Today I was asked to design a game that could be used at the end of a 3 day conference and workshop - Friday afternoon - that could help participants reflect on the content, plan for action and give the trainer some feedback on how it had all gone. It was a bit of a challenge! And certainly a different way of getting evaluations and make participants think about HOW they will use what they have learnt.
So often participants pay quite a bit to be at a workshop or conference, but how do we support them to actually make the most out of what they got from the activity?
The trainer and I will be collaborating to refine the plan, but in the process I did a bit of reading to see if anyone else had solved the problem of how to make this work. This journal article was interesting: Serious Games for Reflective Learning – experiences from the MIRROR project by Pannese L., Prilla M., Ascolese A. & Morosini D (date unknown but is post 2012).
The article talks about using serious games as a tool for reflection and particularly talks about the value of debriefing sessions after a game to make sure they process and think through what they have learnt... and more importantly, how to make it work in the real world.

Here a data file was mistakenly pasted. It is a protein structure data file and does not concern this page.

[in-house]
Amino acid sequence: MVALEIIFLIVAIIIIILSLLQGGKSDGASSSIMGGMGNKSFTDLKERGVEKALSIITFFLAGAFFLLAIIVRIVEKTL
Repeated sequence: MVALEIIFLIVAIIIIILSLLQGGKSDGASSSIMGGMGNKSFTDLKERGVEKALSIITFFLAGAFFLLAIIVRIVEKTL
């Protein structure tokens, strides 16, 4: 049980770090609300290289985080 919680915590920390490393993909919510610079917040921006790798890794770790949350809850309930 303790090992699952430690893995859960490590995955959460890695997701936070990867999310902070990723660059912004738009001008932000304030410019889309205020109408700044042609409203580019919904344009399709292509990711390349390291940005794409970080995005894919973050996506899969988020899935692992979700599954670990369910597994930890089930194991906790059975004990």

The purpose of the serious games is to train and educate, to inform, and to change attitude and behaviour. Without reflection, getting to the depths of these purposes is likely to be lost. Having fun and getting into the 'flow' of a game (Csikszentmihalyi (1990) ) is worthy in itself, and when ' activities (that) are optimally challenging and (in which) there are clear goals and feedback, concentration is intensely focused, there is a high degree of control, and users are absorbed to the extent that they lose a sense of time and self... The concept of flow provides one perspective on the feelings of enjoyment and engagement that can be experienced by game users and this can be considered one of the main elements that can contribute to triggering reflection... A serious game provides unique opportunities to pace the simulated work process and the reflection sessions so as to achieve a good combination of reflection and action based on the learner’s needs. ' (p2)
'...reflection can take place individually and/or collaboratively (Krogstie, 2009)(p3) 'Game debriefing has been found to be a viable mechanism of connecting experiences made in a game to real world contexts (Peters & Vissers, 2004), as learners can use debriefing sessions to engage in discussions and make sense of games experiences together (Ravenscroft, Wegerif, & Hartley, 2007).'(p7). It is at this point that participants often come up with simple fixes to situations that they can easily put into practise in their workplace, and the complex is now looking a lot more do-able, and the time spent playing the game becomes much more valuable and valued by the participants.
So, how might you use games in the workplace to target education, inform new processes or challenge participants to bring valuable innovations and solutions to the team?